The second of Tillerman's Top Five Tips For Making Sure I Don't Die On My Laser is wear a wetsuit or drysuit if the water is cold.
Yeah right. Like tip #1: Wear a Life Jacket this is not exactly controversial advice. Laser sailing is a wet sport. You will get wet from spray if it's windy. You will probably fall in the water sooner or later.
Cold water is not just annoying.
Cold water will kill you.
Faster than you might think.
Forget hypothermia (for now). Sudden entry into cold water can cause cardiac arrest, even for people in good health. And the initial shock of the cold water can also cause an involuntary gasp reflex that can cause victims to inhale water and drown. That's why it's so important to Wear a Life Jacket... because it's probably a good thing if your head isn't underwater when you experience that "involuntary gasp reflex". If you don't believe me, ask the Coast Guard.
So let's assume you don't die immediately of a heart attack or of drowning when you fall off your Laser into the icy waters. Your next potential problem is hypothermia. An adult dressed in average clothing may remain conscious for an hour in water at 40 degrees F and perhaps 2-3 hours at 50 degrees F. But actually things are more serious than these numbers suggest because any movement in the water accelerates heat loss, and survival time can be reduced to minutes. And the numbing effect of the cold water will prevent you from swimming. If you don't think cold water is all that dangerous, just read some of the tragic stories at the bottom of this page about off-season boating. Nine elite marines trained as water survival instructors unable to swim 100 yards to safety! Another guy drowned 25 yards from shore!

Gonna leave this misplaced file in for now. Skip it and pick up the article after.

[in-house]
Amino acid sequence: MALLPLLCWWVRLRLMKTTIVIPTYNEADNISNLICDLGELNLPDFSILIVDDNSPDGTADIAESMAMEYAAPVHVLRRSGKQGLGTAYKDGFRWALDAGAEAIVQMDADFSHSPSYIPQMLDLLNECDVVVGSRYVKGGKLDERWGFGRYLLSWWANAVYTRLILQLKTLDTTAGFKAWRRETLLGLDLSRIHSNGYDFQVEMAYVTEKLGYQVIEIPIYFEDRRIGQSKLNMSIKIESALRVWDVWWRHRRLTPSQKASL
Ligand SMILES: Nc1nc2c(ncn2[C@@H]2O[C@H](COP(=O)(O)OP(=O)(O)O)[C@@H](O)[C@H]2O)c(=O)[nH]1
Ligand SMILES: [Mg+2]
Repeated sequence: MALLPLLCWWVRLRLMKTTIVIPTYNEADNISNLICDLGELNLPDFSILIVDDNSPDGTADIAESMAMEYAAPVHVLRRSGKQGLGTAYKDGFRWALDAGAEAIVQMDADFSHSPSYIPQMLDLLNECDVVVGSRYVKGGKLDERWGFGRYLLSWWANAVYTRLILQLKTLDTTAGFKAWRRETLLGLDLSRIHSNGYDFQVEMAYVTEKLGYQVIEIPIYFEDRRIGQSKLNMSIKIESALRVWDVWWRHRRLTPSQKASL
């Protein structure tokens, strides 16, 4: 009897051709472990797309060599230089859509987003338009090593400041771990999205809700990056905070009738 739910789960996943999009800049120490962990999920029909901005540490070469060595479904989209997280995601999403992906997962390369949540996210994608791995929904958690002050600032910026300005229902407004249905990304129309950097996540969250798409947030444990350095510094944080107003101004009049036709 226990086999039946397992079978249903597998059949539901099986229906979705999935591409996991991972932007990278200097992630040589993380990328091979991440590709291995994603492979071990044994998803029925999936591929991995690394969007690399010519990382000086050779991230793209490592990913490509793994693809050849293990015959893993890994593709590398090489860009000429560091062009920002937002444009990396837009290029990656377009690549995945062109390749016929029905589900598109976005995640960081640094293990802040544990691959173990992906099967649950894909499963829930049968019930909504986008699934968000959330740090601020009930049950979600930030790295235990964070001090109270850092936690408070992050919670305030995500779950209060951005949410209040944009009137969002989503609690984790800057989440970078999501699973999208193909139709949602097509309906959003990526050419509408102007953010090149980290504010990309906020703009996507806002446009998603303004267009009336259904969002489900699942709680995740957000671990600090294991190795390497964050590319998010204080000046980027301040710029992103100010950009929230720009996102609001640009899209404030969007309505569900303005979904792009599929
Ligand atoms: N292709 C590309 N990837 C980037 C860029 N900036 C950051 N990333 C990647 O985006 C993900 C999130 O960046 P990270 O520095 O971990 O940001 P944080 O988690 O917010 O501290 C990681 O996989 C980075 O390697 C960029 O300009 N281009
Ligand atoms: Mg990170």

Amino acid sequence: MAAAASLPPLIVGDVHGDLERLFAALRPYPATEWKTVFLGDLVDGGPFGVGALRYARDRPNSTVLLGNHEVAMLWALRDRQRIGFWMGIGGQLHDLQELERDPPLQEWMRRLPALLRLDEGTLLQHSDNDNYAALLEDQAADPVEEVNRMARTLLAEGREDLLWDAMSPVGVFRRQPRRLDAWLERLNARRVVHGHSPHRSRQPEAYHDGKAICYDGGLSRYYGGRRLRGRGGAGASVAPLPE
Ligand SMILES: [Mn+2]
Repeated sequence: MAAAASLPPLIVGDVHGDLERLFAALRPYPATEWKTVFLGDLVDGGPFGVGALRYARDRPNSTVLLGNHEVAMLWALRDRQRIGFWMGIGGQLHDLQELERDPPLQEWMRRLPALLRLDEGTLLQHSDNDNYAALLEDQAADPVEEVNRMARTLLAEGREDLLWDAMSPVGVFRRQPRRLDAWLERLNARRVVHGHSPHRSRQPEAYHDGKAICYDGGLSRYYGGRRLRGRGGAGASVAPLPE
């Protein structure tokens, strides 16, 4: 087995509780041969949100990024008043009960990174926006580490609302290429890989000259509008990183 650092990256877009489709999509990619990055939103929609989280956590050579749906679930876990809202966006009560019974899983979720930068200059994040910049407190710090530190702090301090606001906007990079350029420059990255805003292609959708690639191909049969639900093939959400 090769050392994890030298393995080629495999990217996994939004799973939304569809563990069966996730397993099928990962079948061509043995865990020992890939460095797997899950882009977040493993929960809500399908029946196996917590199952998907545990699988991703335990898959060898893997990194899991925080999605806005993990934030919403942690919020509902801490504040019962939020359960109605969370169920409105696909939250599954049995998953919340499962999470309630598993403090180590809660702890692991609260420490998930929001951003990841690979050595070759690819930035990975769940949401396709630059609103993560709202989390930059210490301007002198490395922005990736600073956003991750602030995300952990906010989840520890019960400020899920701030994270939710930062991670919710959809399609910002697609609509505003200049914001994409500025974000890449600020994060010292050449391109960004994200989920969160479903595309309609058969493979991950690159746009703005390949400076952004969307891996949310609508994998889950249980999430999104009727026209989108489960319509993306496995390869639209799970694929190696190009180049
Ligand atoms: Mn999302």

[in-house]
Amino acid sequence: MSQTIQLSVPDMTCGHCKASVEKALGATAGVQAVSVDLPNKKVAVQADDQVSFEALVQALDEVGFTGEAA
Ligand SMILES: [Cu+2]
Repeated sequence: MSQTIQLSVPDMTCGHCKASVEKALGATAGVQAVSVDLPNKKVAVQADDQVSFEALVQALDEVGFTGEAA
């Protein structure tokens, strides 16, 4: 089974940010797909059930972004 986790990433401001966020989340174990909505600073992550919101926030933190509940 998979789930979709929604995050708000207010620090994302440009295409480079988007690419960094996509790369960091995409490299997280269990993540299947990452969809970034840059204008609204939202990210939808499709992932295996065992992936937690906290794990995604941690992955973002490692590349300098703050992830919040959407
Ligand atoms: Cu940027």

So wear a wetsuit or a drysuit if the water is cold. How cold? Some people go by the "100 degree rule" and think you should wear thermal protection if the air temperature plus water temperature is less than 100 degrees F.
The Laser frostbite fleet that I used to sail with in Connecticut had a rule that sailors had to wear a wetsuit or a drysuit at all times. Their season was from mid-October to mid-May (with a break in the middle of winter). Not a bad guideline for southern New England. Remember those warm spring days in early May can be very deceptive; the air may feel warm but the water is still very cold.
Personally, I'm a total wimp about feeling cold on the water. Irrespective of any personal survival issues, I hate to be shivering when I'm sailing. So I put on a wetsuit in marginal conditions, and quickly switch to a drysuit when it becomes at all wintry. Keeping head and hands and feet warm is important for my comfort too. I've reviewed sailing gloves and socks here before, and I have another pair of cold weather gloves to review as soon as the weather is chilly enough.
I know some Laser sailors are not too fond of drysuits. Something about interfering with their "oneness" with the boat. So they tough it out in a wetsuit all winter. I'm not really into "oneness". I'm generally in the "twoness with the boat" zone. Probably partly explains why I sail so slow.
I could go on a lot more about wetsuits and drysuits. Shortie or longie? Bootee or not bootee? Hiking pads inside or outside? Is bare skin faster than neoprene? (Seriously.) But this post is too long already. Less is more.
How about you? What do you wear for cold weather sailing?
Pause for laughter while my blogging friends in New Mexico and Florida work out the most sarcastic way to answer that question...